Day 12 Stage 11 Weds 09/07/14 Besancon - Oyannax 186km
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A Very Special Day. Extreme Cold and Wet.
As I was riding along today, in the pouring rain, I have to admit that I said to myself “S*d this, when I get back tonight the blog will simply read ‘Today was wet and cold’ and I’ll just sit and enjoy doing nothing”
However, as the day progressed and things went from cold and wet, to extremely cold and wet, and then to “this is getting seriously cold and wet” I decided to try to share some of the experience in more detail. I don’t know if you will get an idea of how I was feeling but here goes….
I have to say today was way up there in the “tough days in Greasbys life”!
They say it’s all about character building. Well, dear readers….. I’m 45 years old and have been in some pretty sticky situations in my life over those years, (of which some of you are aware, and some aren’t but I’m not going to share those publicly!) and thankfully overcome most of them fairly successfully, so in all honesty I don’t think I need many more “character building” experiences. But today… well, my character found a little more room to expand, shall we say!
200km and 2,600m ascent is a tough enough challenge, but also to do this after 10 days of the Tour de France (2,000km) adds a bit of spice to the day (tired legs!). However, today our leader Phil got his weather prediction right. “IT WILL RAIN”, we were told. And rain it did.
We managed around 80km in cold conditions with a fair amount of drizzle, so all had our arm warmers, leg warmers, overshoes, and fully waterproof jackets on from the start (ha ha, fully waterproof jacket! – let me tell you, no such thing exists!! My £160 Gore jacket is good, but it definitely doesn’t keep everything out!) Then to lunch at around 120km when for once the sun sort of came out for a very short time. We enjoyed glorious soup and sausage rolls/quiche to warm us up.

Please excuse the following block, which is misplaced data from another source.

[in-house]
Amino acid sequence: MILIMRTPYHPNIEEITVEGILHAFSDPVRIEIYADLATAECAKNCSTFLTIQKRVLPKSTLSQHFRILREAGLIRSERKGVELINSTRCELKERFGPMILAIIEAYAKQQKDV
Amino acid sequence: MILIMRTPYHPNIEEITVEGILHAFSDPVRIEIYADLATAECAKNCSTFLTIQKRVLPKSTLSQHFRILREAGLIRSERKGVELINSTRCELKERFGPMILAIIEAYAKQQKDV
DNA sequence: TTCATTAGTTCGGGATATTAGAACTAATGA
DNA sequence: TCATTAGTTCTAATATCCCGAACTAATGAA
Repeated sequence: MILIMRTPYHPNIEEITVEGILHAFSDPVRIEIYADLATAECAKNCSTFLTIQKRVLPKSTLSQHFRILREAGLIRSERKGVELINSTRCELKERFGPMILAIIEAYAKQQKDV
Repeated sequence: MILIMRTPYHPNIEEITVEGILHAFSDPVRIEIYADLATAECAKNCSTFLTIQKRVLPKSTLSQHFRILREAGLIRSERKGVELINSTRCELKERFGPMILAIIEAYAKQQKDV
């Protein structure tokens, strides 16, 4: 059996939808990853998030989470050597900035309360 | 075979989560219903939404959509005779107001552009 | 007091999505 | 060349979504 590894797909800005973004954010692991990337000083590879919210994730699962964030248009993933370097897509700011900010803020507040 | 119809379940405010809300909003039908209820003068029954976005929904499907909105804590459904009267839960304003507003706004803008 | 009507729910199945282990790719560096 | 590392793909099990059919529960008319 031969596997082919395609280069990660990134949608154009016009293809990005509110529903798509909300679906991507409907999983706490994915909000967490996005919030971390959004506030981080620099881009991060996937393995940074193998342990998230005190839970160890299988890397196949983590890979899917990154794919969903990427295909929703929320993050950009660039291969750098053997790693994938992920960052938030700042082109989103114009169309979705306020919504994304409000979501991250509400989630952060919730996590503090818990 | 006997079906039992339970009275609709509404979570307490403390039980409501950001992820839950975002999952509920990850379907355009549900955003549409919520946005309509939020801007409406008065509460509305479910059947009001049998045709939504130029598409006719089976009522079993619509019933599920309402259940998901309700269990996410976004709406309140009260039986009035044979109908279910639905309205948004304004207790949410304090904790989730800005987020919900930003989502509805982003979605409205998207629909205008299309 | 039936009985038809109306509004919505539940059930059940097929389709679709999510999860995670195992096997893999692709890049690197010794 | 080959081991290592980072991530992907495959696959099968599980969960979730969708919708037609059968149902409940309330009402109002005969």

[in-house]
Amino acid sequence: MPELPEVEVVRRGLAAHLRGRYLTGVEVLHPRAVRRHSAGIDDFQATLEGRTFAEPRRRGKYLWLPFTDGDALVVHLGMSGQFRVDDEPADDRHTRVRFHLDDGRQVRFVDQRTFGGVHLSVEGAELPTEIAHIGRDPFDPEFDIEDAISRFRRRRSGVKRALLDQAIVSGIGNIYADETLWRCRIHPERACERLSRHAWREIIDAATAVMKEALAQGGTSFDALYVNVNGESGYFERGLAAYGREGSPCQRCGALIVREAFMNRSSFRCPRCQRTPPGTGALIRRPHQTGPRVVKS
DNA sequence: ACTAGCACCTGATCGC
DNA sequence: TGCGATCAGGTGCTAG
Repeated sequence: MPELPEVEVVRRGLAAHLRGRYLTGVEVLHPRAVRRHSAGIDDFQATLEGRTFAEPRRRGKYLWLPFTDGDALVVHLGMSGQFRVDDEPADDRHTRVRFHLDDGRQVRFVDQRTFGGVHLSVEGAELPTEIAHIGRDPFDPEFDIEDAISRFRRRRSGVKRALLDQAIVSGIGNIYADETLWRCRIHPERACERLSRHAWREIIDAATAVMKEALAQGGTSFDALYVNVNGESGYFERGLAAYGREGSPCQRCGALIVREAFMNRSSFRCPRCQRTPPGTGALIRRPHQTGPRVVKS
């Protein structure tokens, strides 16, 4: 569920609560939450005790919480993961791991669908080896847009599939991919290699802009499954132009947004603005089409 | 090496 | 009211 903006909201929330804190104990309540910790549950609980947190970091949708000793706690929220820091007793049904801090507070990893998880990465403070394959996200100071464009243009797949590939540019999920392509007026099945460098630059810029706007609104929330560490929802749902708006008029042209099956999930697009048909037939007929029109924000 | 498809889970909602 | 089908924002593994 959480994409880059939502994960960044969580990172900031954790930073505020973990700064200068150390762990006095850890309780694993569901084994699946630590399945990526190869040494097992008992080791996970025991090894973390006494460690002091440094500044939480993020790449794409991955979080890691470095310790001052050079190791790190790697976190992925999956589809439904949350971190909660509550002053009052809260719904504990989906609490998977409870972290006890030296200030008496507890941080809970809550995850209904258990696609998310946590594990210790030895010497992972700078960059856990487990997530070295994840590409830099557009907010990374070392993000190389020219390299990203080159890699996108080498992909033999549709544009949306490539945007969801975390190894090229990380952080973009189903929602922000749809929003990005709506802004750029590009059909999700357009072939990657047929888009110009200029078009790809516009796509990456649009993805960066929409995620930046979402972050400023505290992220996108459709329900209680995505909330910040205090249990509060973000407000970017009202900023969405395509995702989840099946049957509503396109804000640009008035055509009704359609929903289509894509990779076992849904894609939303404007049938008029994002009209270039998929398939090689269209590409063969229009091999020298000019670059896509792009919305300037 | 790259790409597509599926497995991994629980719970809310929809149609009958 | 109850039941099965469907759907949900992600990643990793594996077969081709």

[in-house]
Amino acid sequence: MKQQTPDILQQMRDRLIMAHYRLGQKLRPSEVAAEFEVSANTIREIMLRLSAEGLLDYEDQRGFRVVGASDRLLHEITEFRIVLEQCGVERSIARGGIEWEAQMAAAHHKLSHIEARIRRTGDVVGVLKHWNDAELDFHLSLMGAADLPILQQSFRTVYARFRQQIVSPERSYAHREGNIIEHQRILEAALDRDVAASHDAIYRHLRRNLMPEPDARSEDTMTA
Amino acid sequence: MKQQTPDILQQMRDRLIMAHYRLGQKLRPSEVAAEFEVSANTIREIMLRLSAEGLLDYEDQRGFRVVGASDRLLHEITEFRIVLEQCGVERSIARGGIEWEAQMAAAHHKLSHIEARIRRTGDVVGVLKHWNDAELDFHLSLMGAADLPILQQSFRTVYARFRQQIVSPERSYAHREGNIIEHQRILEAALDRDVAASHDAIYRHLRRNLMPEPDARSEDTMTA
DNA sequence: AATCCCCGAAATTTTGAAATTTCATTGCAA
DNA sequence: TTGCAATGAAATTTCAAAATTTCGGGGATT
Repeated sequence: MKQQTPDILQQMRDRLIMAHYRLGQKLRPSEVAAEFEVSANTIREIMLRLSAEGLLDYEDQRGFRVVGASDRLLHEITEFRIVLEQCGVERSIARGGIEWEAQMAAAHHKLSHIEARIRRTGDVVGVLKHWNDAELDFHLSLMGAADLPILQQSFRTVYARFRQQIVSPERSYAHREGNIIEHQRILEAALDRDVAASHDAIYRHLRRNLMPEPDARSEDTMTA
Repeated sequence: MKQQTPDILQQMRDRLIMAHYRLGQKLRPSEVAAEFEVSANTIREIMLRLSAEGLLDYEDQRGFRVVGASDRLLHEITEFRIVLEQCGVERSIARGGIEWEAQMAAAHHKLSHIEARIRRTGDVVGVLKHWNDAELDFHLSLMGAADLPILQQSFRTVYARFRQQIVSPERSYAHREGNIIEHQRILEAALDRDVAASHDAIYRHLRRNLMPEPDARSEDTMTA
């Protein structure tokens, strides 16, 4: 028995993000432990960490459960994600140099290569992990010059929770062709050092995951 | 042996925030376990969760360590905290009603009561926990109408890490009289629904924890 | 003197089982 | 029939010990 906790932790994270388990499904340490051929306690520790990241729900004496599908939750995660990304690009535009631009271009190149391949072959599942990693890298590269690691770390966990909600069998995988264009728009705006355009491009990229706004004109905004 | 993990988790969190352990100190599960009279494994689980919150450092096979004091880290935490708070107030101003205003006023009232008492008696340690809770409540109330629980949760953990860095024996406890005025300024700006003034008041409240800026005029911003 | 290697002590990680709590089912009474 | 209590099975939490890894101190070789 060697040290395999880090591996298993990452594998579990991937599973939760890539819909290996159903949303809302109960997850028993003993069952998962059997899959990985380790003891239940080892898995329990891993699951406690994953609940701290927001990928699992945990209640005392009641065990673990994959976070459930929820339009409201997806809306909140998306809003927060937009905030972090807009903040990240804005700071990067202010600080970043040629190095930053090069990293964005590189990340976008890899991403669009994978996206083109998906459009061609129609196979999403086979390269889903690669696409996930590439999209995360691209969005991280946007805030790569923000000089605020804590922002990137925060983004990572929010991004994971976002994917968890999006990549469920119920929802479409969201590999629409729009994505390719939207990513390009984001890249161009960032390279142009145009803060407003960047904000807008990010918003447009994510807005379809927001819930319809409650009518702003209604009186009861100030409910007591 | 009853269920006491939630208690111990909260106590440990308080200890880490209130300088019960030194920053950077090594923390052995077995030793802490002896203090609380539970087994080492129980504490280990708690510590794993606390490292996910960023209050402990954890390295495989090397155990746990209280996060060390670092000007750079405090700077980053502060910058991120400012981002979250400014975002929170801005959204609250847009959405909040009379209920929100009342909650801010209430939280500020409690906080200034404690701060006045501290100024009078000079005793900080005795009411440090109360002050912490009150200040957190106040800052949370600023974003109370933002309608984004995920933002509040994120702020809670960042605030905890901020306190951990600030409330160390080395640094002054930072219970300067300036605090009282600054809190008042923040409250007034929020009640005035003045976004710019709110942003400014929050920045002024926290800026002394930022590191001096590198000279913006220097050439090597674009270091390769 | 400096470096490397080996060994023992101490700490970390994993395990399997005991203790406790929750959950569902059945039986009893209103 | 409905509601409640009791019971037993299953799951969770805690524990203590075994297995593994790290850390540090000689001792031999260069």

So then for the final 80km. The heavens opened. The rain was literally bouncing off the road. Glasses were off, just couldn’t see through them, full fingered warm gloves were on. We rode up to just over 1,000m altitude and the temperatures dropped to 6 degC ! It was freezing. But by pushing hard on the pedals we kept warm….ish. "Cycle kayaking in monsoon conditions" is how Phil debriefed us!
And then the descents…. TERRIBLE! I have never experienced anything like it (well, we had a taster on day 10 descending from La Planche des Belles Filles, but that was only 8km). For this final 40km we got soaked to the skin, up and down hills, getting overheated and then 20km of descending. The rain had made the roads into rivers….deep, deep water crossing the road or running down the road, bouncing off the tarmac. (I was even feeling the rain ponding on my head through the holes in my helmet!) Descending, you couldn’t let the bike go over 20km/hr as it was just too cold AND you couldn’t stop in time for corners. My fingers went completely numb, to join my feet from over and hour ago! My teeth were chattering and my face felt like it was being pummelled by an ice storm….. and I really couldn’t see much!